Bet you didn’t see that one coming! Anyone who knows me even a little bit knows that I’m a huge Brandon Flowers fan, if he releases an album, then it’s almost certain that that album will top my ‘favourites list’ that year. Not, however, just out of loyalty and certainly not to stand on ceremony, but because his releases, whether solo or with The Killers, are consistently outstanding.

Just one of my many favourite things about Brandon is that he’s never afraid to experiment with his sound; none of his work, solo or otherwise, sounds like any work previous to it, and he just so happens to have the ability to carry those experiments off. It never feels as if he’s merely ticking off a musical checklist, he’s simply one of the most skillful and diverse artists around today, everything he touches turns to gold, diamond encrusted gold.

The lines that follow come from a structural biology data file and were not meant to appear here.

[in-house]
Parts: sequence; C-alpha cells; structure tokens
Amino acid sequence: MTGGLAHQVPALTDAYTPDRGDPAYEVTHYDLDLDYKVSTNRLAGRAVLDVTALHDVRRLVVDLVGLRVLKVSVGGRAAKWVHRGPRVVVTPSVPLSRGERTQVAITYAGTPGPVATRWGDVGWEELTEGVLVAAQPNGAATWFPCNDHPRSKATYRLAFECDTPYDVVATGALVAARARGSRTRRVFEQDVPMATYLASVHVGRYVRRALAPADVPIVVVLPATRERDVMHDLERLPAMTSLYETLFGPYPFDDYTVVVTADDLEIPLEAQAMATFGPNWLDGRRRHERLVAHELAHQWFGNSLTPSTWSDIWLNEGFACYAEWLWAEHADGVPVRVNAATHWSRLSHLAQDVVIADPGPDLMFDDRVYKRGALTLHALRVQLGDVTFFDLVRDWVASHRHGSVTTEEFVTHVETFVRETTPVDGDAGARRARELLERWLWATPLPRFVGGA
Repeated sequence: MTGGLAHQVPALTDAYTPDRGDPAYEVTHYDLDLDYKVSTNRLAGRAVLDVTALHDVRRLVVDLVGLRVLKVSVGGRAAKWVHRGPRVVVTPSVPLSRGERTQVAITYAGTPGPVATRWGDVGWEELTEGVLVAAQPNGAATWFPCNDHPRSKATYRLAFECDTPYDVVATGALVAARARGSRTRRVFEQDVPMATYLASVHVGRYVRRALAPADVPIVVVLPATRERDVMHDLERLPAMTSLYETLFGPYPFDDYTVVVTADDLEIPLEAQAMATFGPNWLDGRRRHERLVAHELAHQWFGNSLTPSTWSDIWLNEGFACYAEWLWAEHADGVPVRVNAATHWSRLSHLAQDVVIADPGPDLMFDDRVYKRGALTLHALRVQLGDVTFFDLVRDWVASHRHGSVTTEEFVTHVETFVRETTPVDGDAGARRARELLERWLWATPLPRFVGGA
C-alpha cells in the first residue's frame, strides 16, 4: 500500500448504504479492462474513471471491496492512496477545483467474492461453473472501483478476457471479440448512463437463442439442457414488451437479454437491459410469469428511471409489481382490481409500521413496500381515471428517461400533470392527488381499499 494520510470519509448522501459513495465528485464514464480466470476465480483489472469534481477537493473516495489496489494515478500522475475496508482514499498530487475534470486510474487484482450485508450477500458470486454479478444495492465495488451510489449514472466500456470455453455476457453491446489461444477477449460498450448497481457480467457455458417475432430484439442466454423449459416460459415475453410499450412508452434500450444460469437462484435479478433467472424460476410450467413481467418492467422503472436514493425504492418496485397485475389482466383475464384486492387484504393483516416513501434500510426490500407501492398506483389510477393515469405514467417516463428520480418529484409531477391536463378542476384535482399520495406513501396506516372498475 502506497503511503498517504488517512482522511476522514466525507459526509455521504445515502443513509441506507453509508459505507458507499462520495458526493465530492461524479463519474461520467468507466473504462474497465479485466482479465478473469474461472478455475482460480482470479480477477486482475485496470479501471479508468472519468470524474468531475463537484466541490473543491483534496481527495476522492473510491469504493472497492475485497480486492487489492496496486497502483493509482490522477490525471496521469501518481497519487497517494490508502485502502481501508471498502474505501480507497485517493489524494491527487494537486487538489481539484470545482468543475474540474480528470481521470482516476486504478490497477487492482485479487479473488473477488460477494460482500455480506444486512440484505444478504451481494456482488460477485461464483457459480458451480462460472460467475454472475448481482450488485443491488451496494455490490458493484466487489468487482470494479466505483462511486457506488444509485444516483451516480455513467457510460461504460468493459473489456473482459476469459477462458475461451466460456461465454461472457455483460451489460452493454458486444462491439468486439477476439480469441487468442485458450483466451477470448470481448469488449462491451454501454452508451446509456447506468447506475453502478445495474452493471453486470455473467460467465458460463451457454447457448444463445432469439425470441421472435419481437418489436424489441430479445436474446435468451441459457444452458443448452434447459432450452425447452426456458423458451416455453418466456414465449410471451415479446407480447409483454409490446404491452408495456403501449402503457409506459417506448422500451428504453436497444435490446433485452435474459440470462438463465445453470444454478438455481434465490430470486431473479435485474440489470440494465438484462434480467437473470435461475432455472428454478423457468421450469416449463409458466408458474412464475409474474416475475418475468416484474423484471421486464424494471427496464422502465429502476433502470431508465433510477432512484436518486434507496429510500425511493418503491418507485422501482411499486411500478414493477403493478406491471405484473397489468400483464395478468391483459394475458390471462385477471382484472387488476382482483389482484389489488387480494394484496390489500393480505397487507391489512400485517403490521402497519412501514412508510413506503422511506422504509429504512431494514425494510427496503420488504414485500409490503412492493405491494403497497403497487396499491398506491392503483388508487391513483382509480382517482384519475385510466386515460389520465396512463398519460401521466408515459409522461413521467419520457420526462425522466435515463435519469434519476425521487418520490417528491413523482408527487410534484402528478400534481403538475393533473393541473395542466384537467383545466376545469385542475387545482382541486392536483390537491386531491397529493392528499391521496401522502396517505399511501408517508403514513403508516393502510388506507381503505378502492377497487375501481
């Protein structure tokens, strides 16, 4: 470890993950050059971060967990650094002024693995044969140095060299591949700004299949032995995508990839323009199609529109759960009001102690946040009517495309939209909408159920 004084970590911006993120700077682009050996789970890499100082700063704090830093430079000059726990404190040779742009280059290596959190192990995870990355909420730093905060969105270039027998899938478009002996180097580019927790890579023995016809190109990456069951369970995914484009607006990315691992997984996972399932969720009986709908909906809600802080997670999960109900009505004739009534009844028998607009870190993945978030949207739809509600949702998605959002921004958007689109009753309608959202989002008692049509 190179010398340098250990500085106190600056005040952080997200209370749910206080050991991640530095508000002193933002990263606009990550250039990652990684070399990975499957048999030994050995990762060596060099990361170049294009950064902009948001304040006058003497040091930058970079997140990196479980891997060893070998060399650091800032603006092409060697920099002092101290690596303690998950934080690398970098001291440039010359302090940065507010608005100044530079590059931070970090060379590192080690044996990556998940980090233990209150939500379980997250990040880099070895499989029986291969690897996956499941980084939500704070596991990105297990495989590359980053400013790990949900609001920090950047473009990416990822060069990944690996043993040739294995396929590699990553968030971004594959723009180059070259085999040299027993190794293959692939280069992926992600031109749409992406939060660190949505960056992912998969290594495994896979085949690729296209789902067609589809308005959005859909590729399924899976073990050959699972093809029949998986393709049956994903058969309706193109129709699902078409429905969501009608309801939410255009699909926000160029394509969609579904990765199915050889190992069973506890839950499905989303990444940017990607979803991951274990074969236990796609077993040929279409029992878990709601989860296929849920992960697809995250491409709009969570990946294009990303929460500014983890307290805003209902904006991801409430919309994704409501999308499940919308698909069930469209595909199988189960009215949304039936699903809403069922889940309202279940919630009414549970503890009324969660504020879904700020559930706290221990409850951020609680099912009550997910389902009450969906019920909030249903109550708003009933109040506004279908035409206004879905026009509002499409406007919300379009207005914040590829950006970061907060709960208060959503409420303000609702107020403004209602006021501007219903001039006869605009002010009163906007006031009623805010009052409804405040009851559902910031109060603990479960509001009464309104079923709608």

Brandon’s 2015 release and second album, ‘The Desired Effect‘, opens with all the glitz you’d expect from a born and bred Las Vegas entertainer, in fact, you can even hear it shimmer (no, really, listen). The brass section thrusts you into ‘Dreams Come True‘ and carries you straight through to that huge, fist-pumping chorus. The anthemic pop tone of the album continues into the next track, and the first single from the album, ‘Can’t Deny My Love. This single would have given fans the first full taste of what to expect from ‘The Desired Effect‘, which is very different to Brandon’s first album, the country-infused ‘Flamingo‘, but when you’re a fan of Brandon Flowers, you learn to prepare for anything.

Although, you could almost predict what kind of direction Brandon might have been inclined to go in with ‘The Desired Effect‘… Hiring Ariel Rechtshaid (HAIM, Vampire Weekend, Madonna) as producer was a big clue. Pair that with Brandon’s love for the 80s, previously noting some of his influences as David Bowie, Morrissey, New Order and Pet Shop Boys – and you’ve got a winning formula for one thing: pop.